If you’re a 25 year old male non-smoker, buying insurance for yourself, the cheapest plan on Obamacare’s exchanges is the catastrophic plan, which costs an average of $184 a month. (By “average,” I mean the median monthly premium across California’s 19 insurance rating regions.)The next cheapest plan, the “bronze” comprehensive plan, costs $205 a month. But in 2013, on eHealthInsurance.com (NASDAQ:EHTH), the median cost of the five cheapest plans was only $92.In other words, for the typical 25-year-old male non-smoking Californian, Obamacare will drive premiums up by between 100 and 123 percent.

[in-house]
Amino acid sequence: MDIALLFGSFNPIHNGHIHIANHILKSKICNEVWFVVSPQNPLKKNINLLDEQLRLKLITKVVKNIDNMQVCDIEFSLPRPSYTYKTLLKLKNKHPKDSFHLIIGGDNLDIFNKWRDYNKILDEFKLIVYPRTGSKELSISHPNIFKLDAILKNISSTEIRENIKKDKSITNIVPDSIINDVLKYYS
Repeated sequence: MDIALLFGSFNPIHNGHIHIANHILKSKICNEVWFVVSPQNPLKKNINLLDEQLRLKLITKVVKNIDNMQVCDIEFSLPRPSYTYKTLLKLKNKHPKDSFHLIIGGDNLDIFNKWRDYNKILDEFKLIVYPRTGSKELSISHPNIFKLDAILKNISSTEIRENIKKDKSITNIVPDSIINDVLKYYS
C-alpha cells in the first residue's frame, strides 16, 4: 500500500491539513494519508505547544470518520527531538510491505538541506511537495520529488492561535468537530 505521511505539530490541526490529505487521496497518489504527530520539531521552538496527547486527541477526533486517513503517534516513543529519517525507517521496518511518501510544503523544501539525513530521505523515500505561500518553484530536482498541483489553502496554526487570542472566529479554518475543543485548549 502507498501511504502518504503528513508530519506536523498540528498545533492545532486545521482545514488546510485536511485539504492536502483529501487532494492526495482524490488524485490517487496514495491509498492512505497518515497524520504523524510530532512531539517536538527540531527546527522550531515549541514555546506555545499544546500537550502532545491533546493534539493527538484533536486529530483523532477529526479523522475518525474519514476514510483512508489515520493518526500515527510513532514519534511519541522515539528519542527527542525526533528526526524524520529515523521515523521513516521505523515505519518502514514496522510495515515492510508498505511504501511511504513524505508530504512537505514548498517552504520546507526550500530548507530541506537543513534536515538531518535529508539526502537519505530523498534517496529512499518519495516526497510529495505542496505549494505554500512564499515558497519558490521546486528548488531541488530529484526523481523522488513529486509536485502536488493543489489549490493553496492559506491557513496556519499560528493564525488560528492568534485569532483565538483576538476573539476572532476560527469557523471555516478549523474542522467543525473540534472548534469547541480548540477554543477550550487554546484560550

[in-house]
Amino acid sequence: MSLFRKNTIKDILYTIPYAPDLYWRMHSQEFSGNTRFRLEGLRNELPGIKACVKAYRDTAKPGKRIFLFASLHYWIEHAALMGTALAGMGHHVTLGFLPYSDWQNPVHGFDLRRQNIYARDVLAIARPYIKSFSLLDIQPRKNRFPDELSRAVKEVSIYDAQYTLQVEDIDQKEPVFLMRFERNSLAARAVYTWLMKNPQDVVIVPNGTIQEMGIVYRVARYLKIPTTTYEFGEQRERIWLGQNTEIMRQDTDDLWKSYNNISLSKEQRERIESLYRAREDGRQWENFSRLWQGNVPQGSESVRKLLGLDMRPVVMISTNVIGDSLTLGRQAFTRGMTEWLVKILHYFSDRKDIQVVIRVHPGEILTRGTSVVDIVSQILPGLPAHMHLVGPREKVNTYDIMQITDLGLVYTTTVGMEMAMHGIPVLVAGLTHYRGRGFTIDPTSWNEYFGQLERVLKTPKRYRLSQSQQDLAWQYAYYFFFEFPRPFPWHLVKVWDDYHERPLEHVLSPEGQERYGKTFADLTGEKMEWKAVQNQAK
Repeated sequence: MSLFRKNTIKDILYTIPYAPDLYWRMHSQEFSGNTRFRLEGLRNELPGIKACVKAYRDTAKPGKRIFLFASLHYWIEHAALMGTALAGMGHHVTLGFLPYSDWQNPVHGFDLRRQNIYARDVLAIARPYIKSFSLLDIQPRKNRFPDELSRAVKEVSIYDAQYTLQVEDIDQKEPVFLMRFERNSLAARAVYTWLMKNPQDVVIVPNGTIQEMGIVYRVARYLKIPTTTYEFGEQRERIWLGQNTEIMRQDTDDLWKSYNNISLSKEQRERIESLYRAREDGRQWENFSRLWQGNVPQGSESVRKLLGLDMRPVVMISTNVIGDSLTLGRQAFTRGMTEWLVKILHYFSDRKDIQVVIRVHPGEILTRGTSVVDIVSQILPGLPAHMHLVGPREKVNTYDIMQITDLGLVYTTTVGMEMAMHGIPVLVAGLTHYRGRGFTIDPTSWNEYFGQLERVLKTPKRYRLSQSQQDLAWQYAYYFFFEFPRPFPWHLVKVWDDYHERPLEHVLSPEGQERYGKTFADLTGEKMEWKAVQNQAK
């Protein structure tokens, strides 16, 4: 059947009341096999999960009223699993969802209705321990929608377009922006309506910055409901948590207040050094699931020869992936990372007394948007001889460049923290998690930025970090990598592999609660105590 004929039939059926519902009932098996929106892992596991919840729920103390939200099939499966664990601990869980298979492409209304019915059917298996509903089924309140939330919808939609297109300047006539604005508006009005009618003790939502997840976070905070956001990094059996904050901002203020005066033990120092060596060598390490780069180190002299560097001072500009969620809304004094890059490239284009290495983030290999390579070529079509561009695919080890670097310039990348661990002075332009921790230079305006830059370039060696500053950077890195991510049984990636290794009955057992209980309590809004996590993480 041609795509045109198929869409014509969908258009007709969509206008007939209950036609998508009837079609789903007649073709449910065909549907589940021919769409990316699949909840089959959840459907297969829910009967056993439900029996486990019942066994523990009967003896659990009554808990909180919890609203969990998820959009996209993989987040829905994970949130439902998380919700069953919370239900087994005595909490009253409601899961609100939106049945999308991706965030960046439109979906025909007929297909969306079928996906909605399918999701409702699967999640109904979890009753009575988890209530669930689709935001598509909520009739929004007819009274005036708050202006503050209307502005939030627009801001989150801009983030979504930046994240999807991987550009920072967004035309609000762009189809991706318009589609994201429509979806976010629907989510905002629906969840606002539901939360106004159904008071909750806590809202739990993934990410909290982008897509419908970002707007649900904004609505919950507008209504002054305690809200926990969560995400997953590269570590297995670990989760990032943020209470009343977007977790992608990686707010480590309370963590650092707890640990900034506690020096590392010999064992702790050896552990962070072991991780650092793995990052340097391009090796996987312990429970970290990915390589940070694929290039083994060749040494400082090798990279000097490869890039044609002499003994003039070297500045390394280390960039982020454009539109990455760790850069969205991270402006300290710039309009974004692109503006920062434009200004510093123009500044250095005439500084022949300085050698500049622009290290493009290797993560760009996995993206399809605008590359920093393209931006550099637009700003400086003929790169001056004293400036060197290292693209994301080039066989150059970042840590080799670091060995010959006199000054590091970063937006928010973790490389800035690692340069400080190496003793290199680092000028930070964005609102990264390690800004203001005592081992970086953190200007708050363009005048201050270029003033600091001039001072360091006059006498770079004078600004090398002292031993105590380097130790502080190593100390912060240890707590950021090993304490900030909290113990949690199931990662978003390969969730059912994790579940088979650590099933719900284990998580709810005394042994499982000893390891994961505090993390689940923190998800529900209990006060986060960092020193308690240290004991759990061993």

The positive reactions to the California news, then, have been based on unhelpful or misleading comparisons. The question people care about is a simple one: How much is this going to cost me? Can I get the same coverage I have now for less money under the new plan? Astonishingly, years after the law passed, and after hordes of federal and state bureaucrats have toiled for months on figuring out how things work, not even the ACA’s backers are able to give confident answers to core questions like these.Meanwhile, Joe Citizen is still waiting in California to find exactly how much he will have to pay for the same level of coverage once the exchanges go into effect. And it increasingly looks like, even in California, many citizens, and especially young men, are going to be paying more in premiums for services they didn’t think they needed in the first place. Ripping off young people to subsidize higher income middle aged people isn’t a side effect of Obamacare; it is the central design feature that makes the system work, and once the spin comes off the California numbers, the ugly reality of this misbegotten “reform” cannot be disguised.That said, the world won’t end with Obamacare. It’s not the worst policy ever created. The pre-2010 system was seriously flawed and driving the country towards bankruptcy, and Republicans who hate Obamacare should ask themselves what the GOP majority in the Senate and the House did about health care between 2001 and 2007. Both parties share the blame for this mess; Republican immobility enabled bad Democratic policy.Some Democrats know that Obamacare is a mess and hope that it drives the country toward single payer, UK-style health insurance. We’re hoping that the pain and mess of Obamacare will reduce public confidence in the ability of wonks to micromanage something as complex as the American health care system, and will encourage reforms that can harness the power of technological progress, enlightened consumer self interest, and economic competition to make American health care better, cheaper and more user-friendly from year to year to year.